Git is a version control system that tracks changes on a file or a set of files among multiple people. It is usually used for source-code management by developers but can just as well be used to track changes on any other files. It was created originally by Linux Creator Linus Torvalds in 2005 during the development of the linux kernel.
Github is an online git repository hosting service. It hosts a huge collection of git repositories. Most of them are open-source. It also offers a service called Github Pages which hosts static sites free of charge.
i. Git on Linux
Installing git on Linux is straight-forward stuff. Simply open your terminal and type:
ii. Git on Mac
To install git on Mac, you can do either one of two things. The first way to do this is to download XCode which comes with almost all the developer CLI tools you’ll ever need. The second way is simply to download a binary installation. You can find one on the git website. Once the download is done, simply follow the installation steps and you should be good to go.
iii. Git on Windows
Like Mac OS, you can install git on windows using a number of ways. The first is to download the official git build on the Git website. To do so, go to http://git-scm.com/download/win and the download will start automatically. This package will allow you to use git as you would on Linux or Mac and is known as the Git for Windows Project. Once the download is done, open the .exe file and follow the installation steps.
The second way to install git on windows is to use the automated installation using Git Chocolatey Package. This package contains Git Bash(CLI) and Git GUI. Once the download is complete, follow the installation steps and then open PowerShell and type:
iv. Configure git
Configure git by adding your username and email like so:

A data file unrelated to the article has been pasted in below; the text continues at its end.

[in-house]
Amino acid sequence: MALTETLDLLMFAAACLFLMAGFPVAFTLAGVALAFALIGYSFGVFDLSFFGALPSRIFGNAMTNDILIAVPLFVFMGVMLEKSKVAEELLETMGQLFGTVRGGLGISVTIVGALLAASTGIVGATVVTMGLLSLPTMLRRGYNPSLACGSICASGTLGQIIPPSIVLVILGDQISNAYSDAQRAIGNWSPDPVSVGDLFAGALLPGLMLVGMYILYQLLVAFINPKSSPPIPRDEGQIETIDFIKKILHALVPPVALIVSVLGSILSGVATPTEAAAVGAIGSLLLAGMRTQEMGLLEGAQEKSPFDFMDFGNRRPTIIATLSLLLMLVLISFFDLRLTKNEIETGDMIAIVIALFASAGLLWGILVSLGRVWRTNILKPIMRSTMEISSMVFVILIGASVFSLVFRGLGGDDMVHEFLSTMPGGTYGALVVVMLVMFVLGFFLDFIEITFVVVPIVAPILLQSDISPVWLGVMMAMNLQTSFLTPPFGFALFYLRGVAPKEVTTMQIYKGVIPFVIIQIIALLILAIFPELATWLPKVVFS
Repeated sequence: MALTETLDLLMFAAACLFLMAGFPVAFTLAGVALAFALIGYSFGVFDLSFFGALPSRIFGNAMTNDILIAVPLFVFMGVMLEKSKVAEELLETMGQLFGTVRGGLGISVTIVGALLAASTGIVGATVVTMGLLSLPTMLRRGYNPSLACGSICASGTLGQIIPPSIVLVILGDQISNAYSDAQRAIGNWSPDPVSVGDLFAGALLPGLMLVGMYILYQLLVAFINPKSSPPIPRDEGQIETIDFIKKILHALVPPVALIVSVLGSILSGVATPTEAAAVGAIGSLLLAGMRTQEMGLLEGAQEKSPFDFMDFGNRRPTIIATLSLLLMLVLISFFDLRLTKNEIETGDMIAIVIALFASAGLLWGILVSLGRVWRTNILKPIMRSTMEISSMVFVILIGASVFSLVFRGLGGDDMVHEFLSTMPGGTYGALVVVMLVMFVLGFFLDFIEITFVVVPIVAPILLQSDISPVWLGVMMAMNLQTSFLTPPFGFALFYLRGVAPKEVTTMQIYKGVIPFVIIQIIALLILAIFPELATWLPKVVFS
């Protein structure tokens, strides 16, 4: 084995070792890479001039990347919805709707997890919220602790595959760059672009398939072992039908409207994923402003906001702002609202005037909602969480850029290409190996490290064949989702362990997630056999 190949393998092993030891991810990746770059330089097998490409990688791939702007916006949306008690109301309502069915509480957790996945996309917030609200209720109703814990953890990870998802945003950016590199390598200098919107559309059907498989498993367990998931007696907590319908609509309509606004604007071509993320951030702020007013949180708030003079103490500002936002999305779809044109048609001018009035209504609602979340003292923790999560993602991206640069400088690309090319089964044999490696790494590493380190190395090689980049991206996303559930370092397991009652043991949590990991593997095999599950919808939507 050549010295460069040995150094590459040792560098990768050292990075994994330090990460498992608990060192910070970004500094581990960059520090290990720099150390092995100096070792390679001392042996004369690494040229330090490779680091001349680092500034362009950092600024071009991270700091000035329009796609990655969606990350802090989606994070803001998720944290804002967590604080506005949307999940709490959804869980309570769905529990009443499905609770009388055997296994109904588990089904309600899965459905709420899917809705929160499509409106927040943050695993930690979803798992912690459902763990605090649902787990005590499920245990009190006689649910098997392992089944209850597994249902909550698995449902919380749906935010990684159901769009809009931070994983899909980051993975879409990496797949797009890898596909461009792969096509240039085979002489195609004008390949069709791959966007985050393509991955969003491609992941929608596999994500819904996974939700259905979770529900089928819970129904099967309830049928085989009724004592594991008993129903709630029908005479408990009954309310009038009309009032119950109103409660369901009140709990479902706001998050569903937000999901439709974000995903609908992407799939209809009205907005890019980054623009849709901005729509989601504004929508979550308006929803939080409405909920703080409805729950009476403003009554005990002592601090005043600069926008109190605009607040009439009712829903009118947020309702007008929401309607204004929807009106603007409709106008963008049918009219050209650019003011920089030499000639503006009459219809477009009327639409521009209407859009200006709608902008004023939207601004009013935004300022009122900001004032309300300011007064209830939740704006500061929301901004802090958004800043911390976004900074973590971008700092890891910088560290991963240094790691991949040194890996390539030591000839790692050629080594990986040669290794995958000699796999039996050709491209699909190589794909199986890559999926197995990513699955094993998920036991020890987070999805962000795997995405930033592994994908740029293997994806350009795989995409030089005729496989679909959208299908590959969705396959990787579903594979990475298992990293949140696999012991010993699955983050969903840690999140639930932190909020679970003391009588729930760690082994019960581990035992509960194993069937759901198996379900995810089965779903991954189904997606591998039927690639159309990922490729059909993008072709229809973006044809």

If you’re new to github and don’t have an account, then create one on the website: https://github.com
With that out of the way, login to your account and create a new repository. When prompted to create a public/private account, choose public. This is because private accounts are paid for on GitHub and you probably don’t want to get into that right now.
Once you have created your repository, you’ll want to link the new repo with your local working environment. This will allow you to work locally and then push changes to your repository on Github via the Terminal/Command Prompt.
III. Link Repo to Local Working Environment
To link the repository on your github account to your local working environment, you can use HTTP or SSH. I won’t be getting into SSH in this tutorial, that will be explored in another tutorial. So we’ll use HTTPS for now.
In your terminal/command prompt, create a new folder. This will be our working environment. To do so, type:
Then initialize the working environment as a git repo:
The last step is to link the working environment to the remote repo on Github. To do so, copy the link to your Github repo. Then go back to your terminal and type:
IV. Add, Commit, Pull & Push
Now that you’ve linked the working environment to your Github repo, you can now add files and push them to Github.
Using your favorite text editor(I recommend Atom), open up your project and add a file. For the sake of this example, call it example1.py. This will be a simple python file. In the file, type something simple like:
Now that we have a file, save it and go back to your terminal. Then type:
i. Git Add
Now that we know the file that we’ve created, we can stage it by typing: Git add + [name of file]
ii. Git Commit
When we’ve added a file, we need to commit it to confirm that we’re sure we want to push it. The commit command takes a message argument which explains what we’ve done with the file.
iii. Git Push
git push is usually the final command in the git work flow. However there are times when you will need to sync with the work on the remote repository. For our example, we have no files in our repo and therefore we won’t have to sync anything. However if we did have to, here’s what we would type:
When we’ve committed our changes and are ready to push, the final command is the push command. If we don’t always want to specify what branch to push to, we use the ‘–set-upstream’ argument to tell git that we’re sure we want to always push to the same branch. Anyways, let’s wrap up with:
On Windows and On Mac OS, it’s possible to use the Github Desktop app to do all of this using a friendly user interface. But doing it in the terminal is just as sweet!
And there we go! That’s a primer on git & github. There’s a lot more to struggle with but this should be a good place to start.
Edit: An earlier version of this article stated that to set default branch using the ‘git pull –set-upstream’ command was possible. However, it is only using the ‘git push’ command that the flag ‘–set-upstream’ is valid.